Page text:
Claire Greenshaw: Mother Tongue



Mother Tongue at Clint Roenisch Gallery
9 March – 15 April, 2017
190 Saint Helens Avenue, Toronto, Ontario

Mother Tongue is as if Claire Greenshaw pressed pause and all of a sudden these domestic moments and fragments of the mundane and ordinary came into focus. Things you pay no mind to because they’ve always been there like your mother tongue: greasy fingerprints, spilt milk, kiss blots, rings of stains, a worn broom, scribbled-down phone numbers, dangling tube socks. The remnants and residue of a hurried human life caught and replicated meticulously into drawings. I like imagining Claire bent over a piece of paper for half a year, rendering in coloured pencil something that could’ve taken minutes composing—like a kiss stain on toilet paper. And all the while she’s plodding away, I wonder what she’s scheming. It’s all very tongue-in-cheek. The gestural, humourous swagger of a drunken pair of nylons, Nice Legs, What Time Do They Open?, the reference to a female torture device used on gossips, the evidence of a mother’s domestic servitude, and a large abstract work that is a copy of her 3-year-old son’s painting of some grapes. It’s very softly and playfully violent and humorous, as if she’s very slowly and methodically playing a trick on us.



How did you title your show?

I began to see some themes emerging in the work, one of which is the primacy of drawing, and this idea of it being an enduring human occupation. I was thinking about drawing as somehow parallel to language. As the work developed I realized that it also involved a sort of trace of fragmented body, like fingerprints and legs, lipstick stains, and bums, and so on. I like the physicality of a tongue. It’s so intimate and sort of abject and funny—I think those are underlying elements in many of these artworks. I felt the phrase “Mother Tongue” nicely encompassed those things: origins, language and the body.

I love how you play with the traces of humans left behind…

I like the residue of everyday life. I’ve often used images or objects that are either of the domestic sphere or of daily habits—things that connect us to the rhythms of our lives, the traces of production and consumption. I’m interested in the margins, things that aren’t exactly celebrated.

Were these works made up over a long time? Some of it seems performative or accidental?

Some things are more planned out and some ideas have come together more spontaneously. For example, the sculptures are experimental and fast, born out of exploring materials and finding what works. The drawings go through a process like that in the construction of their image, but then involve a laboured, time-consuming process of depicting it two-dimensionally. The drawing called Supportive Nonentity was sort of accidental. I’ve had the same drawing board for a few years and so it had built up layers of texture organically through the day-to-day stains or the testing of different coloured pencils, hastily writing down a telephone number and so on. After a time I was looking at it and thought it would be a nice image to draw, so I faithfully reproduced it. It wasn’t consciously composed.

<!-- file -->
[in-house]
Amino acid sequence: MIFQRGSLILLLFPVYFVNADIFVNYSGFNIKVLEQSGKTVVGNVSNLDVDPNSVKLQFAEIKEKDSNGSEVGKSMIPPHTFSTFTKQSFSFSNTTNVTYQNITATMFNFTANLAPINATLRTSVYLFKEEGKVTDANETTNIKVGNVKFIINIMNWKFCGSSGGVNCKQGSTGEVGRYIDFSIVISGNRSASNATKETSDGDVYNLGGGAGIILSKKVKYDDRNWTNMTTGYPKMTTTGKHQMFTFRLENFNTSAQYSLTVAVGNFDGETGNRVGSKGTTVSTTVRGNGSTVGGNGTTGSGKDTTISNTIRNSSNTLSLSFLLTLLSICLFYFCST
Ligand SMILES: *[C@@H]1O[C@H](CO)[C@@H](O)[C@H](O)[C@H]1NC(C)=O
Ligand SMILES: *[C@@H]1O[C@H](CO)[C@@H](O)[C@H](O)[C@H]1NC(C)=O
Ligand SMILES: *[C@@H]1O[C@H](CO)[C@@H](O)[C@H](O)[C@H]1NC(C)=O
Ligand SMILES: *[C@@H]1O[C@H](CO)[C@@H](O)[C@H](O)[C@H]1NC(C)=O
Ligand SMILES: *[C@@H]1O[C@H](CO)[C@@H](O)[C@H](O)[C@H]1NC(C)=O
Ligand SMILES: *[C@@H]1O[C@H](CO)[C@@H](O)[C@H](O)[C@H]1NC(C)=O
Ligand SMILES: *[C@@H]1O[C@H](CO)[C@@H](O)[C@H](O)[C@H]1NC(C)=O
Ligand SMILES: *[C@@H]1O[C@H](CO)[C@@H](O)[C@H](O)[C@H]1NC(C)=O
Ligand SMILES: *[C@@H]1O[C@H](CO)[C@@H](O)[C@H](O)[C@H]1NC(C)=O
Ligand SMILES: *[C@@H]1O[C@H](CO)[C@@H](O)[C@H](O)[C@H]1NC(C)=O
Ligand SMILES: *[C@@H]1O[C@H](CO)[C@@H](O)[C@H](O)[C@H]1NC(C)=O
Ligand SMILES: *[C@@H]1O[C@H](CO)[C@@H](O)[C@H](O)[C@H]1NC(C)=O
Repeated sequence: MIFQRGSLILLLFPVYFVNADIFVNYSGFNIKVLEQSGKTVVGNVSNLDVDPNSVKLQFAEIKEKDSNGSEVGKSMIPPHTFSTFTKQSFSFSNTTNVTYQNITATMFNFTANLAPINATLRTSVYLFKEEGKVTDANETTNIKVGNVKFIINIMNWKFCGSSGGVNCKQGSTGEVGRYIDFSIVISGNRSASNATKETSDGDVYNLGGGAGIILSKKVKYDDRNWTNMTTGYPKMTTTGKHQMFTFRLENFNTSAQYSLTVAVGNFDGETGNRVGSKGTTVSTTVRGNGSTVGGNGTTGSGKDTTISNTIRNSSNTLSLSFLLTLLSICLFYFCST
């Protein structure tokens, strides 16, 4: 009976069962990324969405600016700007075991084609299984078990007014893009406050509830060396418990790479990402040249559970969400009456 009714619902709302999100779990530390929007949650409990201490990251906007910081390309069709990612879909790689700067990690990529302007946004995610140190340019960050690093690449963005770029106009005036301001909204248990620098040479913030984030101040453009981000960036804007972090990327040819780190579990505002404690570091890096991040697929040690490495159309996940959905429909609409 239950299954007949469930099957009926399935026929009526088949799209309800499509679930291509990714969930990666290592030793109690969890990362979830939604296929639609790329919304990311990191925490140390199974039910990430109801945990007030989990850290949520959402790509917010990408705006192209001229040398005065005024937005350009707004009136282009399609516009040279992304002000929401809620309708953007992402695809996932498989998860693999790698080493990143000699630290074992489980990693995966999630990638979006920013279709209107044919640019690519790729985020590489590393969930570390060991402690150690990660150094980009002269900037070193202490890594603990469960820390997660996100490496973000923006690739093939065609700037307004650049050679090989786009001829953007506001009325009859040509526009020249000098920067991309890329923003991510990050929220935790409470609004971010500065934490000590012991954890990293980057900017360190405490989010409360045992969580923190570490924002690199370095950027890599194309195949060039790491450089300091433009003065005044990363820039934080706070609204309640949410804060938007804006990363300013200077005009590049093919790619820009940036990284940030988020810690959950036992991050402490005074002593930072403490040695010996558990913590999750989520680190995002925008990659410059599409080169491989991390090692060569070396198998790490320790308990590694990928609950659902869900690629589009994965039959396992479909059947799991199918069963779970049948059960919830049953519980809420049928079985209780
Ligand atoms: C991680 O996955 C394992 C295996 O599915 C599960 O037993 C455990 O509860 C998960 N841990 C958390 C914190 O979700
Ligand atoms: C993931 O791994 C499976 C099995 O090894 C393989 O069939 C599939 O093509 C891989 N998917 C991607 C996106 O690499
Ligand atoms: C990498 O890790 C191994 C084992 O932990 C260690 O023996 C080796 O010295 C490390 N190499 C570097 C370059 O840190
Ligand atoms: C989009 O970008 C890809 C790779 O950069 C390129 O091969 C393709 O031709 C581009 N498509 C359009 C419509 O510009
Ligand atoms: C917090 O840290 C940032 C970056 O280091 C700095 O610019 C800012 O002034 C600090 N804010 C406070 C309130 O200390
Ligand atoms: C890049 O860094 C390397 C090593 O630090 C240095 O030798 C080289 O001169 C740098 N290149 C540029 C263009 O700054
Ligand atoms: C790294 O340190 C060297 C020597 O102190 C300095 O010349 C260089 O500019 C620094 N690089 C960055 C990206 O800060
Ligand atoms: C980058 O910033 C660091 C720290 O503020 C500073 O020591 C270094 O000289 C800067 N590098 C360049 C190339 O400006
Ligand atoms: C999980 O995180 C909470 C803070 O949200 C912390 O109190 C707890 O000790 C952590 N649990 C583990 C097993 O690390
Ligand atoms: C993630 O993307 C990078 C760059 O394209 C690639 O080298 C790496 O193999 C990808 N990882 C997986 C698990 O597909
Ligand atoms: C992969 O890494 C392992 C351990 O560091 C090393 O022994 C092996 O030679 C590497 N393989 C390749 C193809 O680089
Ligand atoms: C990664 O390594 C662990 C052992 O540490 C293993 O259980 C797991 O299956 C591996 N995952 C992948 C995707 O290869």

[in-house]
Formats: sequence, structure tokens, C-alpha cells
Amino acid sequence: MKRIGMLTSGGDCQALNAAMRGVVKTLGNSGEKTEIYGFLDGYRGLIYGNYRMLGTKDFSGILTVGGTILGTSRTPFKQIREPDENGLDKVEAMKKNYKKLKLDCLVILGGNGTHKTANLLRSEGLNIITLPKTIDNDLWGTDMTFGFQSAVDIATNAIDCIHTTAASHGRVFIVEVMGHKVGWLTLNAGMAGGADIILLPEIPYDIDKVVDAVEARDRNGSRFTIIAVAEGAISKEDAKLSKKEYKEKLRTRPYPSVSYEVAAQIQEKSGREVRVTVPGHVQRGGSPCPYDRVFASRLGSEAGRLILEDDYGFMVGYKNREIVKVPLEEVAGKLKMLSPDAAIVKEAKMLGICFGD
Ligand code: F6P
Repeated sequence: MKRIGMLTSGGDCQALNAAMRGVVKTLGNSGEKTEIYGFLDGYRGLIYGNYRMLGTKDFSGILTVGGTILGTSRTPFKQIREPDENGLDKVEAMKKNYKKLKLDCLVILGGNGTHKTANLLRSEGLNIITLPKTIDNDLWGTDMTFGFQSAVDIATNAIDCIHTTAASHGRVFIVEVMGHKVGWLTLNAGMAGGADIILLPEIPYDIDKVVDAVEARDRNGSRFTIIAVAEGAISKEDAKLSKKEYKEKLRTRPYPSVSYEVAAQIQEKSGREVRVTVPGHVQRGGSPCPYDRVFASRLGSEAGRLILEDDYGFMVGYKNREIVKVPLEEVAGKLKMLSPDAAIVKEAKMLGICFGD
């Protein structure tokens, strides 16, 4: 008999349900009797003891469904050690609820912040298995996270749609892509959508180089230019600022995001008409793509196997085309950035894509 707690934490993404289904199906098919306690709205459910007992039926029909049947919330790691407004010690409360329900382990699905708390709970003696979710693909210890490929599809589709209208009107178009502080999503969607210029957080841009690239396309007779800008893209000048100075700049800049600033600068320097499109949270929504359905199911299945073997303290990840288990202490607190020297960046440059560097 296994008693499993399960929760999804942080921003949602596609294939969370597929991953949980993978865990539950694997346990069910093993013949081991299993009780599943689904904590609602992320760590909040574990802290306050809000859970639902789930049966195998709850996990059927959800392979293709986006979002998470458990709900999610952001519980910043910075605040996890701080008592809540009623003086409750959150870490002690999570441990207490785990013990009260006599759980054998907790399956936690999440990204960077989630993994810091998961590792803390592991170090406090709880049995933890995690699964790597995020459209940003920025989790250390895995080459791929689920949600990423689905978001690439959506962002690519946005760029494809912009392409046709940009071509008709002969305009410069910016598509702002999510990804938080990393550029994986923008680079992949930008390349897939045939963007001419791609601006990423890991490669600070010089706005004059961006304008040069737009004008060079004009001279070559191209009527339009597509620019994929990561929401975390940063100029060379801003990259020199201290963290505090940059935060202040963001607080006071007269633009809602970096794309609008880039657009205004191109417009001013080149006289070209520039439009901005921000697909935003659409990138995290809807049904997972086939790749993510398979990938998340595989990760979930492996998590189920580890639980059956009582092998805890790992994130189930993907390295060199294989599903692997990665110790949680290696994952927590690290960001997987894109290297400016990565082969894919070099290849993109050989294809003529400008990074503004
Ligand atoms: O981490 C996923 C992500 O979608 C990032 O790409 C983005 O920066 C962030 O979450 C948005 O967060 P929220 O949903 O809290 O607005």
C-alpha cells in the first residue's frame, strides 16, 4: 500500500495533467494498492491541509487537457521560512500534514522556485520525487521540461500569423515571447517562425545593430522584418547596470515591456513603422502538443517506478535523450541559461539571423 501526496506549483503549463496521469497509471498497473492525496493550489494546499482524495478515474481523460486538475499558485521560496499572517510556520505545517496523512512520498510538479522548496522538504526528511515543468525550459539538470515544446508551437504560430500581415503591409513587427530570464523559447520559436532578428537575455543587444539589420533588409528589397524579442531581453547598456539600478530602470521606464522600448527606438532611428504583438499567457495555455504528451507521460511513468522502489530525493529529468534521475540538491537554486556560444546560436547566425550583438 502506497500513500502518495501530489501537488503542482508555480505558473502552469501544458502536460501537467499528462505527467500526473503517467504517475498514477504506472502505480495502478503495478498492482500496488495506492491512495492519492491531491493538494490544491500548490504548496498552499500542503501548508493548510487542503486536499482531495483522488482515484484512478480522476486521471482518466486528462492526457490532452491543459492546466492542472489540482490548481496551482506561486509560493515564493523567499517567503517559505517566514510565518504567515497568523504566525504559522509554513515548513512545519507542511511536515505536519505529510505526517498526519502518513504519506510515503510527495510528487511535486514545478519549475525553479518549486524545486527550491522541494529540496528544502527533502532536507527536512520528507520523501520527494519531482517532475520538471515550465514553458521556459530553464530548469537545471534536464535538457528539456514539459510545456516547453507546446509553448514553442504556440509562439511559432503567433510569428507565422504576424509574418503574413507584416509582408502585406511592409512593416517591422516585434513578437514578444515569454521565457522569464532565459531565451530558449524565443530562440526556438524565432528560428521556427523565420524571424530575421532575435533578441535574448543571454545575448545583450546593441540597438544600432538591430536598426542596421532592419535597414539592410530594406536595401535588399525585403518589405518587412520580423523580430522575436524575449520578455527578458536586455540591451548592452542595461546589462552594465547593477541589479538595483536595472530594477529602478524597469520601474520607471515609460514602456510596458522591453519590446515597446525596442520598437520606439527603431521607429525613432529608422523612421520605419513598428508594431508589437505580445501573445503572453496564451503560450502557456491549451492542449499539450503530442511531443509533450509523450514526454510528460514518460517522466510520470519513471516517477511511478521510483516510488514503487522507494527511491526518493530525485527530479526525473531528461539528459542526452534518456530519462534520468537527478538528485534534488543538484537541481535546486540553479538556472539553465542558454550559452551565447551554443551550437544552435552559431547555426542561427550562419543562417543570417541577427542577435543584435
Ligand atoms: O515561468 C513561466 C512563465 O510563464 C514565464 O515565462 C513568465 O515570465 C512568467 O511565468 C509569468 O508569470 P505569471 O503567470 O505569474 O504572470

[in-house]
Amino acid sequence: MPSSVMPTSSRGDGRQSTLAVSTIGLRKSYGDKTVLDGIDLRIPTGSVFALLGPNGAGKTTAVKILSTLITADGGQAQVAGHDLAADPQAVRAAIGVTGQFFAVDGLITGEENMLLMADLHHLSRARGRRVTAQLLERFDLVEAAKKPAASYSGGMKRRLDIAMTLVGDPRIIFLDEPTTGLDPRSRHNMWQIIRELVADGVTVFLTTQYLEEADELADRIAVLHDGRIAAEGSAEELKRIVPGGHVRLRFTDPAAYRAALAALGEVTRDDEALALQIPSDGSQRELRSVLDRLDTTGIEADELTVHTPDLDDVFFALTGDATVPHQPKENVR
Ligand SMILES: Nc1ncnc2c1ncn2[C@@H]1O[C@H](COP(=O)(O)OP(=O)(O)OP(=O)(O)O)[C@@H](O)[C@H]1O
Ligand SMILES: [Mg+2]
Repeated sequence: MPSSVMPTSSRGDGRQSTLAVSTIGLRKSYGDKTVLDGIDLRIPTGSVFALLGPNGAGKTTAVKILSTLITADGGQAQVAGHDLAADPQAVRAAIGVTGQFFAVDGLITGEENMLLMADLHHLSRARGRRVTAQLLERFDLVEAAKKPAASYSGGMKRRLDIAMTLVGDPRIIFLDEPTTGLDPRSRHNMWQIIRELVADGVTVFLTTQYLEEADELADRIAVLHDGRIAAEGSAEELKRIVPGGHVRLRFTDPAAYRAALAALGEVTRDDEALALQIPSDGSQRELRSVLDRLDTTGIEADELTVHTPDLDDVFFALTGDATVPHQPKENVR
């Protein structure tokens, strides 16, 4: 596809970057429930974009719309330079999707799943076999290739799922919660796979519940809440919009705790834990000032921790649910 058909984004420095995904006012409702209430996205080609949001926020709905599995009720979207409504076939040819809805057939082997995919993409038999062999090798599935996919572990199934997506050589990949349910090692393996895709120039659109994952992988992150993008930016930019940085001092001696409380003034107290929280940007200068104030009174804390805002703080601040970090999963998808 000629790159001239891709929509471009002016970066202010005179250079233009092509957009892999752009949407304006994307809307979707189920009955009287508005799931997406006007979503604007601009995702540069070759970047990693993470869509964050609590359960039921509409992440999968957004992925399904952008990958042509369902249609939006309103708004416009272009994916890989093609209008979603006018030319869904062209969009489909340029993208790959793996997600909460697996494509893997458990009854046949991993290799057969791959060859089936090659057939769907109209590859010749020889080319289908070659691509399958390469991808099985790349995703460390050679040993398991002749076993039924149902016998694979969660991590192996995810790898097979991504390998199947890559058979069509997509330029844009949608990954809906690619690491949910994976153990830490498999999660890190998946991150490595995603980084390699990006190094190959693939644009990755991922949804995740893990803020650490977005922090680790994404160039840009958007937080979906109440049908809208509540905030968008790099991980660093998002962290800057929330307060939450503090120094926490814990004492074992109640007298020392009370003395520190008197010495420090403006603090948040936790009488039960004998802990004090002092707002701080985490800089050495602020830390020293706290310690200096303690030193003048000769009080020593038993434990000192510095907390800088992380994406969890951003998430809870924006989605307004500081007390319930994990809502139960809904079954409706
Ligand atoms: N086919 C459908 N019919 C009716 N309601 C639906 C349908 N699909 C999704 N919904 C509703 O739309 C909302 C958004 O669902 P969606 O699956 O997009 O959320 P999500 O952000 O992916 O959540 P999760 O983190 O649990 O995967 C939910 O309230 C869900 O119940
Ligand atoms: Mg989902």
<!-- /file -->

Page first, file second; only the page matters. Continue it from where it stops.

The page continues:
Are these works all drawings on paper?

They’re all drawings with coloured pencil on paper, except for a few works with graphite and charcoal.

What is the charcoal drawing about?

I was thinking a lot about the primacy of drawing as I was working. I was struck by how we rely on the simple gesture of moving our fingers across the screen in touch technology—like an iPhone or iPad. Whenever my phone is off it looks like I’ve made a gestural drawing across its surface with my greasy fingerprints. So that’s what the drawing is. I cut out a little piece of paper and placed it over my phone, dipped my thumb in ink and did the gesture to open it. Then I drew that but much larger, in charcoal. I thought it sort of looked like a face. It doesn’t take much to suggest something representational, or to create something that is somehow recognizable.

Can you describe your process for the other drawings?

I usually experiment with materials, like scraps of paper or found images that I will interfere with somehow, like casting a shadow across their surface or cutting a hole out or making a fold. Then, I photograph them. I print out the image on my computer printer and draw from that. I really enjoy the process of drawing. I’ll spend a few hours or days composing an image and then will spend months actually executing it. The concentrated effort of drawing for me is a really satisfying experience where my internal dialogue can be suspended. It’s almost meditative. For me, drawing is a different way of understanding and seeing things. It feels like a way of thinking without language.

Let’s talk about the sculpture.

The process of making sculpture is more experimental to me as I get to play with different materials and see how they interact. I suppose, this is the same process as my preparation for the drawings. The sculpture with the bottles is titled Nice Legs, What Time Do They Open?